If being the bigger man means not punching another man in the beanbags, then please, Elijah Johnson, other basketball players, people of the world—be the bigger man. Do it for yourself. Do it for the unborn children of your adversary. And above all, do it for the rest of us so we don't have to entertain what that feels like.
Karma took note of Johnson's transgressions and caused him to miss a key free throw down the stretch in regulation, shoot 1-for-3 in the overtime session and make a wild pass on Kansas' last possession that led to an even wilder desperation heave.
The universe, it would appear, is a college basketball fan.
Even if it was in a losing effort, Kansas freshman Ben McLemore made himself some dough on Friday night.
After shooting a combined 2-of-14 in his first two NCAA tournament games, the presumptive lottery pick scored 20 against the Wolverines, all of which came during a torrid 18-minute stretch.
With some help from his teammates, it would have been enough to see Kansas through to the Elite Eight.
Instead, it was a memorable parting shot for a player that could well go No. 1 overall in this June's NBA draft.
Alright, soapbox time....
Now, I understand that college sports is a business. And I also understand that it makes good business sense to hold an NCAA tournament regional final at a venue that seats, say, 40,000 rather than one that holds 15,000.
But I would also submit that the extra revenue provided by 25,000 tickets is secondary to the quality of the telecast. And as a viewer of many college basketball telecasts, I would further submit that a game played in close confines in front of 15,000 is many times more engrossing than a game played in a converted football arena in front of 40,000.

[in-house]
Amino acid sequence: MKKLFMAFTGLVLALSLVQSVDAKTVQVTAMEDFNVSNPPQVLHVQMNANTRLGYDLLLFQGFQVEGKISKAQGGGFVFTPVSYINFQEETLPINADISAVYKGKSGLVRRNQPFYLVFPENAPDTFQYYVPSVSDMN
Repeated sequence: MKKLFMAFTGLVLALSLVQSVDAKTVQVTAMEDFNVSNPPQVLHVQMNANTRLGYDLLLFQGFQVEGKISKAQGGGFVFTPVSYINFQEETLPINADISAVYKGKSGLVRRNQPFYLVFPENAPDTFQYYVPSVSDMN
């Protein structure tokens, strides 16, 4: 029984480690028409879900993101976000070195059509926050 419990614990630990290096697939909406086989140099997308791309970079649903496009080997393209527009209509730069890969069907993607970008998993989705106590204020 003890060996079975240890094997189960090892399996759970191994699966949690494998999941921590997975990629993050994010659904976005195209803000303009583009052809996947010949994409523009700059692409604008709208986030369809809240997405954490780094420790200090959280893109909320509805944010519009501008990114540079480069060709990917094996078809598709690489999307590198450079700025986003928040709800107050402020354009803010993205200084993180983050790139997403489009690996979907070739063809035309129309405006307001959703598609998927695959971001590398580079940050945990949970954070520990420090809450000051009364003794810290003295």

I have no doubt that the fans who turned out at Cowboys Stadium and Lucas Oil Stadium this week yelled themselves hoarse. But I also I have no doubt that the acoustics they produced sounded distant, scattered and altogether unworthy of such consequential games. That's the nature of a seating structure that might be properly described as the anti-Cameron Indoor.
College athletics are an atmosphere-driven entertainment niche, and transmitting as much of that atmosphere as possible to the fan at home should be a priority. Instead, the NCAA latches onto the biggest echo chambers it can find. Frankly, it makes me grumpy.
Plus, that whole sunken-bench dynamic is awkward—especially when the players have the coaches sit on that little sideline bar stool.
Can we at least work on that?
The Arizona Wildcats came up a hair short against Ohio State, but senior point guard Mark Lyons deserves a nod for his heroic play in this NCAA tournament.
All season long, the Xavier transfer was cast as a sort of Jekyll and Hyde figure, the type whose erratic play could sink Sean Miller's team come tournament time.
This time, Lyons was a model of consistency when the games mattered most, shooting 50 percent or better in all three games and averaging 24.3 per.
Against Ohio State, the New York native hit six field goals and nine free throws, the final one of which came attached to a three-point play that tied the ball game with 21 seconds left.
A fantastic debut season for Michigan State guard Gary Harris came to a painful end on Friday night against Duke.